Tuesday, November 27, 2012

Spacing Out

I've been on a real space kick recently. For instance, I can see Venus outside my office window right now*. Venus. A planet. With my eyes! Isn't that awesome? It's another freaking planet just floating around out there, chilling with its friends. "Oh look... it's the moon, a whole other planet, and a gigantic perpetual nuclear explosion that hovers in the air. Just another day in my backyard."

Speaking of the moon, how is it that my generation looks at the moon and thinks to itself "Oh yeah, totally doable." Really? Take a look up someday, does that thing look easy to get to? And have you seen the crap they went to the moon with? If I'd lent them my phone back then it would have revolutionized the entire mission. Hell, I probably could have written an excel spreadsheet that would automatically handle all the computer functions for the trip.

Just for fun, here's an example of how ridiculous the moon landing was. This is a quote from the Neil Armstrong biography where he's talking about descending onto the moon:

On the double-paned window on Neil’s side of the LM (Paul: Lunar Module. And good to know it was double-paned, keeps out the draft) there was a vertical line with horizontal marks on it. As the LM flew facedown, Neil used a stopwatch to time the number of seconds it took to move from mark A to mark B (Paul: aka, rocks on the ground) on the window line. By that he calculated the spacecraft’s angular rate. With him in the cabin Neil had a chart that he used to compare tracking rates with expected values at various positions along the orbit. Differences between his visual observations and the expected values allowed him to estimate both the altitude of the LM’s perilune and the time at which they would reach it.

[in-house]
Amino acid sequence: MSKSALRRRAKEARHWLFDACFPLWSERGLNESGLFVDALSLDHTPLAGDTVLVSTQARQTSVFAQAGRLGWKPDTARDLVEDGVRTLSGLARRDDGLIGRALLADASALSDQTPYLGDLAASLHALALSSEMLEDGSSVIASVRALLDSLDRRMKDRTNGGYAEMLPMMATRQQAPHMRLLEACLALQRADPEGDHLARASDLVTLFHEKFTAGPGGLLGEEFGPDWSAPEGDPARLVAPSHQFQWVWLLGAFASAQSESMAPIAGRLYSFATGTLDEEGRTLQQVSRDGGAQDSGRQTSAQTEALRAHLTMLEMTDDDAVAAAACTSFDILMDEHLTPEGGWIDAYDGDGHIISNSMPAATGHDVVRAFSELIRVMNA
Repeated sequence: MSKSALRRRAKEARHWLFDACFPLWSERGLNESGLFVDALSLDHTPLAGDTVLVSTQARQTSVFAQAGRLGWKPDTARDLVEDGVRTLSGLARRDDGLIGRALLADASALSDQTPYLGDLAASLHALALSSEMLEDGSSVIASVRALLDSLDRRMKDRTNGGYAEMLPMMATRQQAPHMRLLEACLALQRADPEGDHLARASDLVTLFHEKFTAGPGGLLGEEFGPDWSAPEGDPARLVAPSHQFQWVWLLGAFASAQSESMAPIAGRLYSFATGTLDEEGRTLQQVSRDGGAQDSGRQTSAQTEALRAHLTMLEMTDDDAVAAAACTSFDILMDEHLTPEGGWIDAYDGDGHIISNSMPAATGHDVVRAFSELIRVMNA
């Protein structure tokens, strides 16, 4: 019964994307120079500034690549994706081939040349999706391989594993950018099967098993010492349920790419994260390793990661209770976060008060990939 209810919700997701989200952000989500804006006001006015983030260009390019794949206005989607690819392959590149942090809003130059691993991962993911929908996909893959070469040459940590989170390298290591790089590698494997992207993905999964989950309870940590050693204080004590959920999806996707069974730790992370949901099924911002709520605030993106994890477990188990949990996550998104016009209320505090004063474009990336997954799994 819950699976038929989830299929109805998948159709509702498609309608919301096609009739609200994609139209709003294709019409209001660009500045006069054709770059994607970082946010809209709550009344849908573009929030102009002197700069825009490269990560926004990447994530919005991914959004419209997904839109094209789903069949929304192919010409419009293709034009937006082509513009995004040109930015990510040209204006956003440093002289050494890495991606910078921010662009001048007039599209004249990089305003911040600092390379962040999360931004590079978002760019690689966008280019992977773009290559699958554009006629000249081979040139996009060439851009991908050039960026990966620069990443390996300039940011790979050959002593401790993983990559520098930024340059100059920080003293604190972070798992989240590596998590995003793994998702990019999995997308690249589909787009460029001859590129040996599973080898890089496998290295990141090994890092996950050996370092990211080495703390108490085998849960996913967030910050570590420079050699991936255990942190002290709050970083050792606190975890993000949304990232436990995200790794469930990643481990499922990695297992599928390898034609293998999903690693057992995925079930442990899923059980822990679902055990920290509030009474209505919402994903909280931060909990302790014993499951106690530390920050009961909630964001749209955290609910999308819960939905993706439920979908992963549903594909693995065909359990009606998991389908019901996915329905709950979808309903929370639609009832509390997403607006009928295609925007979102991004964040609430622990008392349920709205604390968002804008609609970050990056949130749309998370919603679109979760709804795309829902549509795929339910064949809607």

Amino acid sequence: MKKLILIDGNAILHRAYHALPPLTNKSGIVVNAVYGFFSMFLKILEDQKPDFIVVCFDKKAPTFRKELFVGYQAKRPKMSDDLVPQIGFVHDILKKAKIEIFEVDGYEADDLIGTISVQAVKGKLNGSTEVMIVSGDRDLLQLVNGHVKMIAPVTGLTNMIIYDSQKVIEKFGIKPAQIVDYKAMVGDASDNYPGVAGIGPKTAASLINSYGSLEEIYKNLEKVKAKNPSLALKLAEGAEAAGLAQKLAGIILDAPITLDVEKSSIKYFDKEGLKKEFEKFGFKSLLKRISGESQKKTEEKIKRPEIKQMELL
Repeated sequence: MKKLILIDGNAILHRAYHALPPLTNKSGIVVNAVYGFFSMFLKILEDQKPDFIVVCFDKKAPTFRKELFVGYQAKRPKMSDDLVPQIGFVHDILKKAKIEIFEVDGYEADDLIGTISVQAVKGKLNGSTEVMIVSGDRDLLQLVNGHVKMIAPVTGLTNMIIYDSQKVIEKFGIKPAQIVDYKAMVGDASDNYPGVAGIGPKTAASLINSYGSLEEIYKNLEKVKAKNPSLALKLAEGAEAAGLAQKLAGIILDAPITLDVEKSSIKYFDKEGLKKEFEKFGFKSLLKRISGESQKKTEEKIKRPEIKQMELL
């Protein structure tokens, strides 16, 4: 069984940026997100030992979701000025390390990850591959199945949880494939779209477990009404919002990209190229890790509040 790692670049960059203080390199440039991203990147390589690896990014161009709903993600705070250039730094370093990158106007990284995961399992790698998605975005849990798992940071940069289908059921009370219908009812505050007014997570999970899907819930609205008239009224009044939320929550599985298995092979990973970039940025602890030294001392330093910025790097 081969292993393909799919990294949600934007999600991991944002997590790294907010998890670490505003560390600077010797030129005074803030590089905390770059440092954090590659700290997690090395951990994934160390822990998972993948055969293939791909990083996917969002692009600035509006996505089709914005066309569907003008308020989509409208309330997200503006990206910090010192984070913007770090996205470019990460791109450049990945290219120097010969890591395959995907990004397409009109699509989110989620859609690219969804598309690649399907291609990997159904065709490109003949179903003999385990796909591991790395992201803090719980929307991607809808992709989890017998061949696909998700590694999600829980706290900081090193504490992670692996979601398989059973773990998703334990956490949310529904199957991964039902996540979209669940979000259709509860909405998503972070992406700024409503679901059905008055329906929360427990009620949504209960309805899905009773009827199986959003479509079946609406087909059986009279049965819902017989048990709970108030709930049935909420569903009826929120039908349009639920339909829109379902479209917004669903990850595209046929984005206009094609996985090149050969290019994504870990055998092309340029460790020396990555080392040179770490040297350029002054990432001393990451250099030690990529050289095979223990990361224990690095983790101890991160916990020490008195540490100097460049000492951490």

Hansen, James R. (2005-10-18). First Man (p. 453). Simon & Schuster, Inc.. Kindle Edition.

Did you hear that? The moon landing depended on proper use of a stopwatch!!! Yeah, I knew their gear was budget but c'mon. I have a ton of respect for these folks. It ain't easy sending someone to the moon with tin cans, a stopwatch, and about 45,000 cigarettes (seriously, read one of these biographies. Those dudes smoked a lot).

As a side note, Erika and I have an ongoing argument about going to Mars. As in, I'd totally go if given the chance. Erika has some flimsy argument about "If you left me for five years to go to Mars I would either leave you while you were gone or kill you when you got back" but I don't get it. My argument is this: It's Mars. Who doesn't want to go to Mars???

The real irony is that Erika is a scientist and would be waaay more likely to get picked for the mission. Me? I'm only going if they decide they want an entertainment director for the flight.


When did I become a morning person? I remember when I was younger I'd sleep in until 11am and still feel tired. Then for a while I had to get up early for work. Now I'm up at 6:30am writing this despite not needing to be at work for 3 more hours because I'd be too tired to do it after work.

By the way, why do night people get all the coffee cred? "Ooo, look at me. I'm soooo tired, I just can't FUNCTION until I get my morning cup of coffee." Hey, great for you, you need that one cup of joe in the morning to get you going and then it's off to the races. Do you know what afternoons are like for a morning person? If coffee were secreted by small woodland creatures I'd have a cage of them under my desk that I'd wring out directly into my mouth at 2pm. Those critters would start shaking in the corner as soon as they smelled ham sandwich being eaten.

*Actually, after a while it started moving so I'm pretty sure it was a plane. But you can totally see Venus with the naked eye in the morning so everything I said above remains applicable.

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